6. Ciacia

The 2013 music scene also sees the reemergence of avant-guard singers of the 1980s and 1990s, like Ciacia, who released a new album “She & Me”.

7. Sugar Plum Ferry

Sugar Plum Ferry also released a new album, “Hometown of Glitter”. 

8. Ming-Yu Hsieh


Ming-Yu Hsieh's new album “Tainan” has made a killing of awards. You won't hear the stereotypical impression [of Tainan], like the delicious food, tourists, and cafes of Taiwan, but you will hear about things like the time-honored old city gate, old friends, old stories and old memories. Like a nostalgic middle-aged man, planting his feet in the solid ground, singing and praying on the soil of Tainan, where the sky is covered by the flame trees’ red flowers.

9. Sonic Deadhorse

前有古人回歸,後有來者浮出檯面,他們在音樂元素上,不再留戀於傳統四件式樂器,曲風亦不限於民謠、瞪鞋、後搖、後龐克,更願意結合數位聲響…藏於地下許久的音速死馬(Sonic Deadhorse)終於發行正式專輯,奇情前衛的影音表演,獲得樂評人一致好評。

While the seniors returned to the stage, new faces could not wait to show up. They do not constrain themselves to the conventional four major music instruments, and their music genre is not limited to folk, shoegaze, post-rock, or post-punk. They are more willing to combine digital acoustics in their music [...] Sonic Deadhorse has been hidden underground for a long time. They finally issued their new album. The edgy audio-visual performance has very good reviews from music critics.

10. Chiu-Pi


The young artist Chiu-Pi composes his music using an iPad and sings in a simple style a love story, “We Must Love.”

11. Baobu Badulu


Baobu Badulu’s first album, “Love Taiban”, reminds people of the ocean. The acoustic guitar on the album is simply appealing.

12. Fred Van Hove and Shih-Yang Lee

The Music Writing Group's pick for jazz music is Fred Van Hove and Shih-Yang Lee's “Galactic Alignment: Piano Duo Improvisation”.

More reviews of Taiwanese albums in 2013 can be found in other articles published on the Music Writing Group: (I), (II), (III), (IV), and (V).

Voices from the Victims of Naphtha Cracker Pollution in Taiwan

Residents in the area of a petrochemical processing plant in Taiwan's western Yulin County are at risk for exposure to several toxic air pollutants that can cause various diseases, including cancers, according to a report by researchers from the National Taiwan University. 

The comprehensive research on the impact of Formosa Plastics Group's naphtha cracker No. 6, released in July 2012, found that among the pollutants that residents are likely to be exposed to the carcinogenic and liver-damaging vinyl chloride, which is an essential raw material in the manufacturing of PVC and other plastic products.

The findings echo those of the US Environmental Protection Agency, which saw “extensive” violations at Formosa Plastics' plants in Louisiana and Texas in 2009. The Taiwanese company paid a settlement worth 13 million US dollars in that case to the US Department of Justice.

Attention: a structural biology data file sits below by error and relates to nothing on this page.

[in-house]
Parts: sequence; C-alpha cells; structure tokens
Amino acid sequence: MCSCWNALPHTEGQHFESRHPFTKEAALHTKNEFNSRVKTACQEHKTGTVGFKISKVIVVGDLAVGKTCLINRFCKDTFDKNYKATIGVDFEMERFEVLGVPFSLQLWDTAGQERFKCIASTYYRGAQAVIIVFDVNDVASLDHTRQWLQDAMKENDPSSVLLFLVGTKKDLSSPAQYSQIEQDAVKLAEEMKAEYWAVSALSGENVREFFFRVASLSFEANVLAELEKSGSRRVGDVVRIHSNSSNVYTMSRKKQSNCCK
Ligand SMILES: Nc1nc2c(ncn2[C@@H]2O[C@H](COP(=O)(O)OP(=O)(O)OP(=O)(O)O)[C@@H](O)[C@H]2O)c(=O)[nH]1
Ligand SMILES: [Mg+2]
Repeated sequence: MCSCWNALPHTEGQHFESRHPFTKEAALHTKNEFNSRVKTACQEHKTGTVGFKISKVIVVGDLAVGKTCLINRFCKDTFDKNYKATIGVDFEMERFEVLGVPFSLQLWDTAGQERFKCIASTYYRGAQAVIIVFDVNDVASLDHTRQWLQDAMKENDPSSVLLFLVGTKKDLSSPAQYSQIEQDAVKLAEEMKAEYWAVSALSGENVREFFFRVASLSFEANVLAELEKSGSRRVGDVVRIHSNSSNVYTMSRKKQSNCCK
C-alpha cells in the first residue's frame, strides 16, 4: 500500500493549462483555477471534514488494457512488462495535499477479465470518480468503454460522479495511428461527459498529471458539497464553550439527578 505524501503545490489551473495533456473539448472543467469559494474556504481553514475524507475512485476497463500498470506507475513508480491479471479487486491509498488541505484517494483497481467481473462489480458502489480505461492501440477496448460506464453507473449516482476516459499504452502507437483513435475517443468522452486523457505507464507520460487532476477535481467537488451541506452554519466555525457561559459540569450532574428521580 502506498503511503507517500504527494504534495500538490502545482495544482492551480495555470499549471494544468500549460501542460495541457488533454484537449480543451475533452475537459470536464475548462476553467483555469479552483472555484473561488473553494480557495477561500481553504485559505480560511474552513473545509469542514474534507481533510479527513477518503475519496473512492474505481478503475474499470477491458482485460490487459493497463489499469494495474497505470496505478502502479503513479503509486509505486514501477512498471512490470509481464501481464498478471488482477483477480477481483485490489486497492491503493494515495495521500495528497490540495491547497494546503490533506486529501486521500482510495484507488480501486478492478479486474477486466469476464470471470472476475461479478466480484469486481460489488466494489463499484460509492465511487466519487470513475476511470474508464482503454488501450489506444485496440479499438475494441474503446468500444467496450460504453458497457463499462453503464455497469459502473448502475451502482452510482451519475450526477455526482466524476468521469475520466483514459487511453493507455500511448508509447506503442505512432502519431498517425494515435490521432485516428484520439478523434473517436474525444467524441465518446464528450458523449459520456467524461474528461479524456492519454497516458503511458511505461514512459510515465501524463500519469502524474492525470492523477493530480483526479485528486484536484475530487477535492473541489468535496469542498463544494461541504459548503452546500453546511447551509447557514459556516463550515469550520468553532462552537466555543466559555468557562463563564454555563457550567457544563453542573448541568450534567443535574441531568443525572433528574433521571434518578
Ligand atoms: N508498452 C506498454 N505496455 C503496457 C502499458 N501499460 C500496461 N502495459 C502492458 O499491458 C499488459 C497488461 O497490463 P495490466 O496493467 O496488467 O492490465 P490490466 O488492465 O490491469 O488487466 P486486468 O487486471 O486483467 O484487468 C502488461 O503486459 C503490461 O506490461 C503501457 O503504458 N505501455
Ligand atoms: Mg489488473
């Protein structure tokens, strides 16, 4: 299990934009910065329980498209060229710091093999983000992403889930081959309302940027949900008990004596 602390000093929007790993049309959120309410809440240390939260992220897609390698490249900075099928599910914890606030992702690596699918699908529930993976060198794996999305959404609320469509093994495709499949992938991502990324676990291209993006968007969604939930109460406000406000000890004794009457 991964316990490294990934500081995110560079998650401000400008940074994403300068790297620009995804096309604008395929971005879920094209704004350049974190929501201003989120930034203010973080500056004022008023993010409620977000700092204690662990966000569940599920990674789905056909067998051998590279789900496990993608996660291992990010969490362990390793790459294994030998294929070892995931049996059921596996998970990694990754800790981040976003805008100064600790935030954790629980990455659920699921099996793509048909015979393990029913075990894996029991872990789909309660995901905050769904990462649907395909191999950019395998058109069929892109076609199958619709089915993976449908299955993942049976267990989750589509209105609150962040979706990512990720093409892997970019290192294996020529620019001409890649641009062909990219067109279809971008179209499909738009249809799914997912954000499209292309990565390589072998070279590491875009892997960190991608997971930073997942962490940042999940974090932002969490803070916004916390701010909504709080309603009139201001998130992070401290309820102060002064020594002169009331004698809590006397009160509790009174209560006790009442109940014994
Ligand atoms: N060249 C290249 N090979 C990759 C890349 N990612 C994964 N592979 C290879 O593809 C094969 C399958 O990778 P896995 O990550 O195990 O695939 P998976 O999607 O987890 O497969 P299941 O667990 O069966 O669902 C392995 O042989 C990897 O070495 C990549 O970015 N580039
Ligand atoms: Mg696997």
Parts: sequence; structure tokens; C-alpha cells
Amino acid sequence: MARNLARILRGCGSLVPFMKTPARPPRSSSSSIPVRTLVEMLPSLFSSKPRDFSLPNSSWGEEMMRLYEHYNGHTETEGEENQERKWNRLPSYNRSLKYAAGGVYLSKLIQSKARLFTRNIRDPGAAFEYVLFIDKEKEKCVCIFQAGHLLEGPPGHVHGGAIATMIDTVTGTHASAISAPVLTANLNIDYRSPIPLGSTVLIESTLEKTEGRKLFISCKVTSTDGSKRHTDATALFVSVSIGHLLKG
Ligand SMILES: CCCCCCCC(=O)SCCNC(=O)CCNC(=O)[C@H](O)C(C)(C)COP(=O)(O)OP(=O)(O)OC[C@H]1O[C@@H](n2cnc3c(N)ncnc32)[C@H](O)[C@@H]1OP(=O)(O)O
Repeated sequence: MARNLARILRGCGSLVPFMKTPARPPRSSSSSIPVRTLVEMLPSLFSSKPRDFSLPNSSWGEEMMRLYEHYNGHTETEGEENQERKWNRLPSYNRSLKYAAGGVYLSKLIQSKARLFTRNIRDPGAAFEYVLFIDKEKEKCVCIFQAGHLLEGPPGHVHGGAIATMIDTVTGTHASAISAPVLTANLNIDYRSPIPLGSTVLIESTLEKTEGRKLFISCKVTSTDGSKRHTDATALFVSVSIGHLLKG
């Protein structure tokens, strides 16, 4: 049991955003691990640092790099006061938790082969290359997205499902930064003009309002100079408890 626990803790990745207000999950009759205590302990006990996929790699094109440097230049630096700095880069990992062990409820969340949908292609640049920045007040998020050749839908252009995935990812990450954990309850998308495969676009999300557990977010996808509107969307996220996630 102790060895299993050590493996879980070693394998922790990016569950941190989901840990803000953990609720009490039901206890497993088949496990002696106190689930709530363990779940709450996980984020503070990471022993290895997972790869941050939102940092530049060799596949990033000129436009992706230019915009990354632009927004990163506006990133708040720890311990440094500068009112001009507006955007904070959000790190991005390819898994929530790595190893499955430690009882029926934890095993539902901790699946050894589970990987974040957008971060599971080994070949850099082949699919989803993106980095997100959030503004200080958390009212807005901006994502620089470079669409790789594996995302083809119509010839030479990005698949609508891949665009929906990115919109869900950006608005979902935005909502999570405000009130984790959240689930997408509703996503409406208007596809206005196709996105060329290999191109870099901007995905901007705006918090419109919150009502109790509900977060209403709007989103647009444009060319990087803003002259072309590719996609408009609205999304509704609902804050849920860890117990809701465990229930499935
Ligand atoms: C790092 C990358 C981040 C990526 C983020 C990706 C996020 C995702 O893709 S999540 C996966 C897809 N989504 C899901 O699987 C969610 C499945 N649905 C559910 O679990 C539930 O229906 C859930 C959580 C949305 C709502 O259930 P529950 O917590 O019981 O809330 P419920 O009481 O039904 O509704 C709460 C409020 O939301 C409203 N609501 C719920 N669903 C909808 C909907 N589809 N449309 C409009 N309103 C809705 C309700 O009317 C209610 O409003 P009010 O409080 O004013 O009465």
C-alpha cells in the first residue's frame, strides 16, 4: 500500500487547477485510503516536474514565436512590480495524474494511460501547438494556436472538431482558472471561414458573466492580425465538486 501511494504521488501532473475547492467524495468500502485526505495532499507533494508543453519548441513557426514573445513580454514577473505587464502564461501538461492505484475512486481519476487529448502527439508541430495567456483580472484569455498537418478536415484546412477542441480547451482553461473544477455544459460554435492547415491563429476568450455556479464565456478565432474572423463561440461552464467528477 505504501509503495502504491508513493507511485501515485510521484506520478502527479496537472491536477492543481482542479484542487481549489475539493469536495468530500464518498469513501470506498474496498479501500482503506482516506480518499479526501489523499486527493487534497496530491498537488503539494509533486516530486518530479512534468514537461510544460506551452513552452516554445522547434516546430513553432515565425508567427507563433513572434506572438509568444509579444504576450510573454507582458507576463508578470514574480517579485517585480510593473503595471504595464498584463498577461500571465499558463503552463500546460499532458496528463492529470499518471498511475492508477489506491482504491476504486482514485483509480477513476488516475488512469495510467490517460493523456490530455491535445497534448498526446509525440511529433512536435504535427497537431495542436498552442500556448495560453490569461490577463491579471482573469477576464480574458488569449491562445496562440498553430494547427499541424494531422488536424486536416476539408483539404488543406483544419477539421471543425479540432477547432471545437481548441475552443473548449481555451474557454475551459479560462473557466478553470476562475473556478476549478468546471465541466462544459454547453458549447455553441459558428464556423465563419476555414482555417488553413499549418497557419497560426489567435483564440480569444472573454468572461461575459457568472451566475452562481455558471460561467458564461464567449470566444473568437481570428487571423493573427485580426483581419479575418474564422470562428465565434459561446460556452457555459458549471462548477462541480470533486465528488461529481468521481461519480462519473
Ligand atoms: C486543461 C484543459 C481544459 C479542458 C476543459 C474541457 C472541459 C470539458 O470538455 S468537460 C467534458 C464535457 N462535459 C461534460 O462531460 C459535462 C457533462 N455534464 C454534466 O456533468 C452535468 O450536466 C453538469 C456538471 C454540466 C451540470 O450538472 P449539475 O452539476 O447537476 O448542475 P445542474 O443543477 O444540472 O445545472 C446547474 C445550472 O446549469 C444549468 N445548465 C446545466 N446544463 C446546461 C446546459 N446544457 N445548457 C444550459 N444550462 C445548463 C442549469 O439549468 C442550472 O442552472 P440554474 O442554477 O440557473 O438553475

The Yulin Country naphtha cracker was met with public opposition over its possible health consequences from the start of construction in 1992. In 2009, the local government, which had welcomed the investment in their area, agreed to invite researchers from the National Taiwan University to conduct a three-year study to evaluate the health risk in relation to the complex.

Their damning results have inspired residents to take up a possible lawsuit against the Formosa Plastics Group [zh]. Jung Sheng-hsiung reported on the progress at public news portal PNN:


Tsai-Neng Chen, who lives in Taishi, told me that his parents and sister and brother and son died because of liver cirrhosis. His son was only 19 years old when he died. Tsai-Neng Chen himself also has suffered liver cirrhosis for five years […] “Some people said that I ‘imagine’ the correlation. However, if this disease is due to genetic problems from my father, why are my three sisters who moved out after they got married still healthy and fit? Only us who stayed here get sick and die.” Tsai-Neng Chen emphasized the threat faced by all the residents of the area by the Naphtha Cracker Complex […] If the residents care about their future generations and decide to file a lawsuit against Formosa Plastic Group, he will be the first one to join.

The study has also prompted other nearby areas like Chuanhua County to push for a similar investigation into their situation. Chuanhua County is located north of the plant, and when the summer south wind blows, residents fear that it might carry some of the same air pollutants with it.

Sheng-Hsiung Jung, reporting for PNN, visited the affected villages from Chuanhua County and presented a photo feature titled as “The South Wind”. GV has granted the permission from Jung to republish and translate part of his feature report at PNN.



In the past, everyone in the village would jump into the sea to catch eels. Old fishermen would tell you, in the old days, the river mouth would be crowded with people like a night market as villagers would catch grass eels to increase the family income. However, the good old days didn't last long and now you seldom see people fishing for grass eels. The eels are vanishing at rapid speed.



61-year-old Chin-Feng Chen's late husband, Shih-Hsien Hsu, who died two years ago, did not leave her anything except an old house, for which they have paid the mortgage for 20 years but still need to pay more. And the debt for his sickness is yet to clear. When Shih-Hsien Hsu was alive, they always did the farming together. Since they did not own any land, they could only farm for others to make an income. Their financial condition was never good. In 2006, Shih-Hsien Hsu, who never smoked tobacco nor drank alcohol or chewed betel nuts, was diagnosed with oral cancer. His health condition kept deteriorating despite help from doctors. He died in November 2011 at the age of 59 after the cancer spread to his lungs.